African Cheetahs

Kingdom: Animalia
Phylum: Chordata
Class: Mammalia
Order: Carnivora
Family: Felidae
Genus and Species: Acinonyx jubatus


The Cheetah’s name comes from the Hindi word “chita,” meaning “spotted one.” Often referred to as the world’s fastest animal, African Cheetahs (Acinonyx jubatus) are members of the ‘Big Cat’ family.


Known as the fastest land animal in the world, cheetahs are built for speed. They can be easily identified by their slender body, concave back, long legs, and rounded head with small rounded ears.

The most distinctive characteristics of these big cats is their solid-spotted tan coats, their long rudder-like tails that they use for ‘steering’ themselves whilst running (and which are half the length of their head and body), and, of course, their signature “tear stain” black which trail from the inner corners of each eye, down to the mouth. 

Like leopards (Panthera pardus) cheetahs have black spots scattered across their tan coats. But whereas leopard spots are arranged in rosette (rose-like) patterns, cheetahs’ spots are solid, fairly uniform in size, and are evenly distributed — except for the white throat and belly.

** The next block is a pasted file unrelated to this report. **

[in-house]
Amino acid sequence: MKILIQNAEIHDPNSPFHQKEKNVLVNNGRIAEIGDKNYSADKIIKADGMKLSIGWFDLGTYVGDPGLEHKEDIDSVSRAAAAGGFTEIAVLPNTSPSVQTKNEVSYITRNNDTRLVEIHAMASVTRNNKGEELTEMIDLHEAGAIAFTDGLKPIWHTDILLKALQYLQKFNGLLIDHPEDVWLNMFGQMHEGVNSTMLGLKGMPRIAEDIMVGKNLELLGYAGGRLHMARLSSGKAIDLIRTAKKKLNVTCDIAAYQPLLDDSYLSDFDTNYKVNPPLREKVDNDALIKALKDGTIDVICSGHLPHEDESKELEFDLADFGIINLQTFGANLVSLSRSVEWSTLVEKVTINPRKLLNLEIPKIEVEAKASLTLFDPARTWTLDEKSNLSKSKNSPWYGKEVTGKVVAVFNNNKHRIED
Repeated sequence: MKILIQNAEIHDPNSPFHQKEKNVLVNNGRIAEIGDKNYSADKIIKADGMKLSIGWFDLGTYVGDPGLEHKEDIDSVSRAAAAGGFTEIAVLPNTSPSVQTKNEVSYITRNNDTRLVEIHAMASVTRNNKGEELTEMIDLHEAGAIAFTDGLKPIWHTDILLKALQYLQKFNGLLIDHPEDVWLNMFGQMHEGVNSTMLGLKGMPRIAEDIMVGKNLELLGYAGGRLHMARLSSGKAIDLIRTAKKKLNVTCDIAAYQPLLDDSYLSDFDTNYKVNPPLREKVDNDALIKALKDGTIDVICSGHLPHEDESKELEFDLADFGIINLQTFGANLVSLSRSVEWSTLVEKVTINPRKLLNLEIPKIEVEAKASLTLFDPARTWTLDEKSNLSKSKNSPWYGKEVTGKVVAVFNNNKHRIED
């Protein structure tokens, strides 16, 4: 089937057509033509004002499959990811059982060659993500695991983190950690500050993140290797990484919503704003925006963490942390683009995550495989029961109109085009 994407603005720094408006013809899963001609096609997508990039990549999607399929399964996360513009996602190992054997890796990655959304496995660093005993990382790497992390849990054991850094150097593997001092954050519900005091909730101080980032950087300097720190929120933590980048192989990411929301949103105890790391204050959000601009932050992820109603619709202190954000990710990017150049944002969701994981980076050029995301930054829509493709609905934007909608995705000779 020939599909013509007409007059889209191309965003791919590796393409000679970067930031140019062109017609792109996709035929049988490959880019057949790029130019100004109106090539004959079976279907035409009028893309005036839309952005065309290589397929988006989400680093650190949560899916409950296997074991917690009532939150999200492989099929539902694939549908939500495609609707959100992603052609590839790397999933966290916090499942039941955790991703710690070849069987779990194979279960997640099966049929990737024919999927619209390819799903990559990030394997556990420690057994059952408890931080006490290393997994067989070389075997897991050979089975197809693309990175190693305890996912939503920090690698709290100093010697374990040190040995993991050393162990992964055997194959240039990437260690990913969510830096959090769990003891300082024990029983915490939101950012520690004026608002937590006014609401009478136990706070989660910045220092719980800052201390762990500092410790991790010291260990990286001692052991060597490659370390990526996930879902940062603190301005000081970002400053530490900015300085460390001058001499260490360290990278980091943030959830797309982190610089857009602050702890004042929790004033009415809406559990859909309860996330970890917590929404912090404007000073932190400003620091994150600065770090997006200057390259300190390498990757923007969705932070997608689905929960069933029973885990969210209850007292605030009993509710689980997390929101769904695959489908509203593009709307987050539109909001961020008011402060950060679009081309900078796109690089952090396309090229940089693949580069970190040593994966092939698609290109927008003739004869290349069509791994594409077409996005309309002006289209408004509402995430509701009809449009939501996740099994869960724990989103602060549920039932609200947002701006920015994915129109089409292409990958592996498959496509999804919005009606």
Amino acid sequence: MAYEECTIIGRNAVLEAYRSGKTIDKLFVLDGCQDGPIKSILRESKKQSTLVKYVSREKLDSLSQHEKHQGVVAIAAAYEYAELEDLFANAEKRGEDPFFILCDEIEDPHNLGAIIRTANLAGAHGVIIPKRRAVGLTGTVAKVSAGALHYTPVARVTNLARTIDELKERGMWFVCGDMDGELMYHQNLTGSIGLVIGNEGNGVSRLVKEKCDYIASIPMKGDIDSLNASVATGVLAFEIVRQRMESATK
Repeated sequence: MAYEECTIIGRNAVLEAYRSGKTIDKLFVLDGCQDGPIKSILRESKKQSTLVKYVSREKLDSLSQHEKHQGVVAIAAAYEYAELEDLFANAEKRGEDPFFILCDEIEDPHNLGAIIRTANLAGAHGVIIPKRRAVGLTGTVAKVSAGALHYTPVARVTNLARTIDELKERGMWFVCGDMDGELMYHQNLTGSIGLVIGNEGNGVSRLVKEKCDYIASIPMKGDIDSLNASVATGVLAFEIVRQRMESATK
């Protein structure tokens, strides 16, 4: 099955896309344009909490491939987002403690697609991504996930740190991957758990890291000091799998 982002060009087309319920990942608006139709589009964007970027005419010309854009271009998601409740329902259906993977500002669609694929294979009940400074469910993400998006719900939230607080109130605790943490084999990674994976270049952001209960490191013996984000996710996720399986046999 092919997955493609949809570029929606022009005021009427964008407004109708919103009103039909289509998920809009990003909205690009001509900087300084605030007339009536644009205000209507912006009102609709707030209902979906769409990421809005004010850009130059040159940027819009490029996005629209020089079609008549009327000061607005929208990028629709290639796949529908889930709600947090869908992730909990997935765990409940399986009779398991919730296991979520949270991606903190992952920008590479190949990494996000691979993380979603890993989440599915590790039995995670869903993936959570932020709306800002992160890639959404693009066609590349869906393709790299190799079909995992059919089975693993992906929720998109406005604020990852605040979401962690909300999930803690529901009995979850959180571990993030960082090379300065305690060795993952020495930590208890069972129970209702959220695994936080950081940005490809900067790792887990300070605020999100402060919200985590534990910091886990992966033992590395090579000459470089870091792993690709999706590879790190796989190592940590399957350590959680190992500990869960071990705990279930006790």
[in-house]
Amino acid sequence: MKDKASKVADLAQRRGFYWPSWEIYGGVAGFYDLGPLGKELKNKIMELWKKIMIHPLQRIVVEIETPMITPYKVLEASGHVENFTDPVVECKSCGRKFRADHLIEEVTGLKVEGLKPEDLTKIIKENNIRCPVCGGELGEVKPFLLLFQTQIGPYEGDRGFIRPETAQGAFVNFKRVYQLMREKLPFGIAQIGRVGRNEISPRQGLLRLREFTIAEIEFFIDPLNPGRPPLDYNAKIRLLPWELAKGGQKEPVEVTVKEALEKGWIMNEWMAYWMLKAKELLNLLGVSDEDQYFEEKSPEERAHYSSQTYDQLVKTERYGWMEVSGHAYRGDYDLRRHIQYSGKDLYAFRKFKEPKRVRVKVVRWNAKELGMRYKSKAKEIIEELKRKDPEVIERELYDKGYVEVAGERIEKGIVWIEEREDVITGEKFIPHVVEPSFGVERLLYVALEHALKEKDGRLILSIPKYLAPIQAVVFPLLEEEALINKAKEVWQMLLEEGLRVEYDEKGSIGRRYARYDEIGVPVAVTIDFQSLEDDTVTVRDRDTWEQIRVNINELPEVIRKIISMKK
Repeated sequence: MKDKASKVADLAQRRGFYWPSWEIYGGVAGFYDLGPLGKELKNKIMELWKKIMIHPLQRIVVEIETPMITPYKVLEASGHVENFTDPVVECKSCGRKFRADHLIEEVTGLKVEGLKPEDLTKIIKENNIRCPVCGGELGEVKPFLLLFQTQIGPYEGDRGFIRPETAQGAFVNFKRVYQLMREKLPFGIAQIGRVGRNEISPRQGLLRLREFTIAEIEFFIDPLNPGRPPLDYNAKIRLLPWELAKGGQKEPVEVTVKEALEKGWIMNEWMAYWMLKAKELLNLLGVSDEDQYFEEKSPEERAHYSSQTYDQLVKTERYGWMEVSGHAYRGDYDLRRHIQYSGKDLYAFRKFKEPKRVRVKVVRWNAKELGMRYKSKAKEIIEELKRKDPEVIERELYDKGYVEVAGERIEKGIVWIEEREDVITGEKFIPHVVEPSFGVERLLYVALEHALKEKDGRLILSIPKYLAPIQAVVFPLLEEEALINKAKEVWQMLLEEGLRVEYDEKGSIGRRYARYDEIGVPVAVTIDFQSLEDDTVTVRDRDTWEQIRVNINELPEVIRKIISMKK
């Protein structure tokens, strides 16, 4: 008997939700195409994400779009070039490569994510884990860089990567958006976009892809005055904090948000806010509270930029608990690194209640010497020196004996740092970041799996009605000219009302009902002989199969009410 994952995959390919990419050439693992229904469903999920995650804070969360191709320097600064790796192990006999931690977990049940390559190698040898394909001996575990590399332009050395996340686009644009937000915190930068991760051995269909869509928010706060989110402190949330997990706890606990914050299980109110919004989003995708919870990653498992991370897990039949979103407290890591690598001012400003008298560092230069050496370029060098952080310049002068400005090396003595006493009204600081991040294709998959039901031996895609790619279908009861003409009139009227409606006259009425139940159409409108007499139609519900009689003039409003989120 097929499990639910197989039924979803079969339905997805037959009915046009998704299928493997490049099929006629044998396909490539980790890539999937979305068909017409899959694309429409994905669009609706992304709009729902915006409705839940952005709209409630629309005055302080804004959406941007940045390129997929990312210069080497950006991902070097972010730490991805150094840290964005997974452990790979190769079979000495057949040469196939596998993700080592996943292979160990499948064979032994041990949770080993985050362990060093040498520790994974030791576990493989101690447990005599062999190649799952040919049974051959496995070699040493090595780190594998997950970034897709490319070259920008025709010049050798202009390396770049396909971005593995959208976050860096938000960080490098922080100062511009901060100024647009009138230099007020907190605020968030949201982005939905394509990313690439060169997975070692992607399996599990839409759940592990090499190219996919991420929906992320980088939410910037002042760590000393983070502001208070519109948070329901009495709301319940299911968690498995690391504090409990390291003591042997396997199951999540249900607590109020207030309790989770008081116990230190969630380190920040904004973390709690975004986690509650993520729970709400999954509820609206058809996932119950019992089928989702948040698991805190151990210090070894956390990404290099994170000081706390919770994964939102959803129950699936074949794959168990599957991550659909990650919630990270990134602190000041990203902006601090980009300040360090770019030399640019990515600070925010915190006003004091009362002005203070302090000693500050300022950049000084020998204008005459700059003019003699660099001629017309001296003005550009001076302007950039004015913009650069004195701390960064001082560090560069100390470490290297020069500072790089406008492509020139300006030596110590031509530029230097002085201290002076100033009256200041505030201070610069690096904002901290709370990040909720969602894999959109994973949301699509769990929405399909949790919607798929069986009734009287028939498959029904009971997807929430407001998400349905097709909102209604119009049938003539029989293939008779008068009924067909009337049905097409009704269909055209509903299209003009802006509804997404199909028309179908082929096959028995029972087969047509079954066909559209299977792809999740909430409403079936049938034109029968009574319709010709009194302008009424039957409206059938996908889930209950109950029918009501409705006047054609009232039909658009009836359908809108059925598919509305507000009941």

Average adult cheetahs measure two metres from the snout to the tip of the tail, have a mass of 40 – 60 Kg’s (88 – 132 lbs), and stand about 800mm in height.


A cheetah’s main prey is medium to small antelope such as impala, steenbok, warthogs, duikers and springbok. Only about half of their chases are successful, so cheetahs are very careful to pick a weakened or smaller targets. 

Whilst there are records of male cheetahs grouping together to hunt larger prey (such as wildebeest and young zebras), they usually hunt alone. Cheetahs will also hunt baboons, hares, monkeys and terrestrial birds (such as ground hornbills, bustards and guinea fowl).